Fourth, the Court made important statements about the notion of an assumption of responsibility. The Court defined this concept as “an undertaking that reasonable care will be taken, either express or more commonly implied, usually from the reasonable foreseeability of reliance on the exercise of such care.” (para 80). Lord Reed held that an assumption of responsibility could arise within the operation of a statutory scheme by a public authority, if the ordinary criteria for such a finding were present. In the instant case, however, Lord Reed held that “the nature of the statutory functions” was not sufficient for an assumption of responsibility to arise; in particular that the council’s investigating and monitoring of the claimants’ position did not involve the provision of a service to them on which they or their mother could be expected to rely.” (para 81).
It was recognised by the Court that, even though the carrying out of statutory duties did not itself give rise to a common law duty owed to individuals, an assumption of responsibility could be inferred from the facts of individual cases due to the manner in which public authorities behaved towards a claimant in a particular case (para 82). This quintessentially factual issue will no doubt be explored in later cases, for example in typical ‘failure to remove’ type cases, however the court did give some consideration of circumstances that are likely to be relevant, indicating that in social welfare cases an assumption of responsibility was likely to arise in case of: the provision of advice in respect of which it is reasonably foreseeable that the claimants would rely (para 87); when a local authority takes a child into care (such as in Barrett v Enfield); when a defendant performs some task or provides a service for the claimant with an undertaking that reasonable care will be taken, such as in the provision of medical or educational services or custody of prisoners (para 73).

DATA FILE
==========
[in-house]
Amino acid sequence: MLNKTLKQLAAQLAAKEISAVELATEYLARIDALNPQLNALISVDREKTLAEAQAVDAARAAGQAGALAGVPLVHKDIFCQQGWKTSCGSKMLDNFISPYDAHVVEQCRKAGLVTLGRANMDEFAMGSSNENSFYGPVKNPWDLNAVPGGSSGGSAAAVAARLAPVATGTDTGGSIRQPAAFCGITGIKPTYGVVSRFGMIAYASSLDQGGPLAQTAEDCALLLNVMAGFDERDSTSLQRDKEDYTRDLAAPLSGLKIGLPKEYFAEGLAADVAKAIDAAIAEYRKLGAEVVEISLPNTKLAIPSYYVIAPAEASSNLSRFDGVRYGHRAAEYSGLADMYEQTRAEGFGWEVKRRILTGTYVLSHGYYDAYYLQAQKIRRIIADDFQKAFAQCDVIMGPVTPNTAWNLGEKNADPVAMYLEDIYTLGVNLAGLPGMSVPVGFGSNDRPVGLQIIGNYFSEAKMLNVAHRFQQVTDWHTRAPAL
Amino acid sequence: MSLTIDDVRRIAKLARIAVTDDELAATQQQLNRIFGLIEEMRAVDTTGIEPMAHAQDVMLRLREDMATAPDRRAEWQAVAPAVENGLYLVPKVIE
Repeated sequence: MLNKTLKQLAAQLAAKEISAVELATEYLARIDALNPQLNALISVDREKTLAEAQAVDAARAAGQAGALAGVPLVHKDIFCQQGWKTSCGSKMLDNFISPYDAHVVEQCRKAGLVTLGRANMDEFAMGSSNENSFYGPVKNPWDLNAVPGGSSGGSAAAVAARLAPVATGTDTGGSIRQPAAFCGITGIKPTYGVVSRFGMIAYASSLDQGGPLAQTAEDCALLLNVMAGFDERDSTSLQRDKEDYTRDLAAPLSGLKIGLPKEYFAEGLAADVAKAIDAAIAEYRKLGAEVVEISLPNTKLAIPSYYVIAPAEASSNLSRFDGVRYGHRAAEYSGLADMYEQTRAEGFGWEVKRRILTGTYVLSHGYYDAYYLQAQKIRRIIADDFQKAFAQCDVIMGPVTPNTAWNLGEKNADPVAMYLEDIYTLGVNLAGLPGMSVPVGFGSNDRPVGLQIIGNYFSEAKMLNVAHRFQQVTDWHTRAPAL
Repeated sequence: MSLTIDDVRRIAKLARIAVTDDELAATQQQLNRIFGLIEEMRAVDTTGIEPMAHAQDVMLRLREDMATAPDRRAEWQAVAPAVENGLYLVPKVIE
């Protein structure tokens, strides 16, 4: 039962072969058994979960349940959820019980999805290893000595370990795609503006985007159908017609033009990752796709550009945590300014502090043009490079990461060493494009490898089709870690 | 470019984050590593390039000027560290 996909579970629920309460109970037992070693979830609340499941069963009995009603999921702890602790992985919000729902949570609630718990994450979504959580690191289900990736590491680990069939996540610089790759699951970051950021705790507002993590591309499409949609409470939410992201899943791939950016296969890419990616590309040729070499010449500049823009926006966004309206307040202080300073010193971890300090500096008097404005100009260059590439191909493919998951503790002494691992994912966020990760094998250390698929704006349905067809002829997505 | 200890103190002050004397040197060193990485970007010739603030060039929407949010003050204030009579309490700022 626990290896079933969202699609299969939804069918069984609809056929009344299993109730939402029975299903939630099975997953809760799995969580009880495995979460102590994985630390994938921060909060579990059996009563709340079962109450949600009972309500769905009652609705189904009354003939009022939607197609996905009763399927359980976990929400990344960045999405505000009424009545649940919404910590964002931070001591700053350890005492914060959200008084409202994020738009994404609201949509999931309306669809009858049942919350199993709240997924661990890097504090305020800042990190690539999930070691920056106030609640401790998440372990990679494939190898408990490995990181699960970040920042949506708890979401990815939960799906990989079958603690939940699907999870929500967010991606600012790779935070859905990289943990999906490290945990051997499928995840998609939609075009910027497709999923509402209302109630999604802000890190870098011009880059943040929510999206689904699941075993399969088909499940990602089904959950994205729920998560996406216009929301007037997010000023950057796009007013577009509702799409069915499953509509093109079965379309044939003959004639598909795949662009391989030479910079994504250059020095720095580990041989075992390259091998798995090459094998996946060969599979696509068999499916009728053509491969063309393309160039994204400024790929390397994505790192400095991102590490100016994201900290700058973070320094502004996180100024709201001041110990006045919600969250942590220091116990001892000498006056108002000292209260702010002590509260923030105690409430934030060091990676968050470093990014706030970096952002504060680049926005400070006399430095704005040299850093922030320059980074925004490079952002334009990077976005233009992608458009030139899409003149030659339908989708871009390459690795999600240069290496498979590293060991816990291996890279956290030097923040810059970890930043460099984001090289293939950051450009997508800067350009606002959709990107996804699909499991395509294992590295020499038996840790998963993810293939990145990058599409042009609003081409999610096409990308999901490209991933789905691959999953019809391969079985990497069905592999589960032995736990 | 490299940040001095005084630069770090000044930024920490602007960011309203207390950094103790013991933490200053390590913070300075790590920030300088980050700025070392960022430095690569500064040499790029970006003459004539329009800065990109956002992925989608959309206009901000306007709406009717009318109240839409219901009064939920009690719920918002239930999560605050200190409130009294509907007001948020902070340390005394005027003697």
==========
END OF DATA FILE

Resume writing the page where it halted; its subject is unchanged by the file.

The Court did not find that any of these factors were present in the instant case, and thus held that it was not arguable that the council owed the claimants a duty of care. It was also held that there was no vicarious liability on the part of the council for the negligence of its employees: there was no suggestion that the social workers provided advice on which the claimants would rely; and this was not a case of the defendant undertaking the performance of some task or provision of service for the claimant with an undertaking that reasonable care will be taken. The Court also considered that the alleged breach of duty, namely a failure to remove the claimants from the care of their mother, was not made out in this case.
Several members of Chambers appeared in this case. The appellants were represented by Lizanne Gumbel QC, who led Iain O’Donnell, Duncan Fairgrieve and Jim Duffy. They were instructed by Leigh Day. Philip Havers QC and Hannah Noyce appeared for the AIRE CENTRE, one of a number of organisations granted permission to intervene, with Martin Downs among those representing the Coram Children’s Legal Centre.
Judgement available here.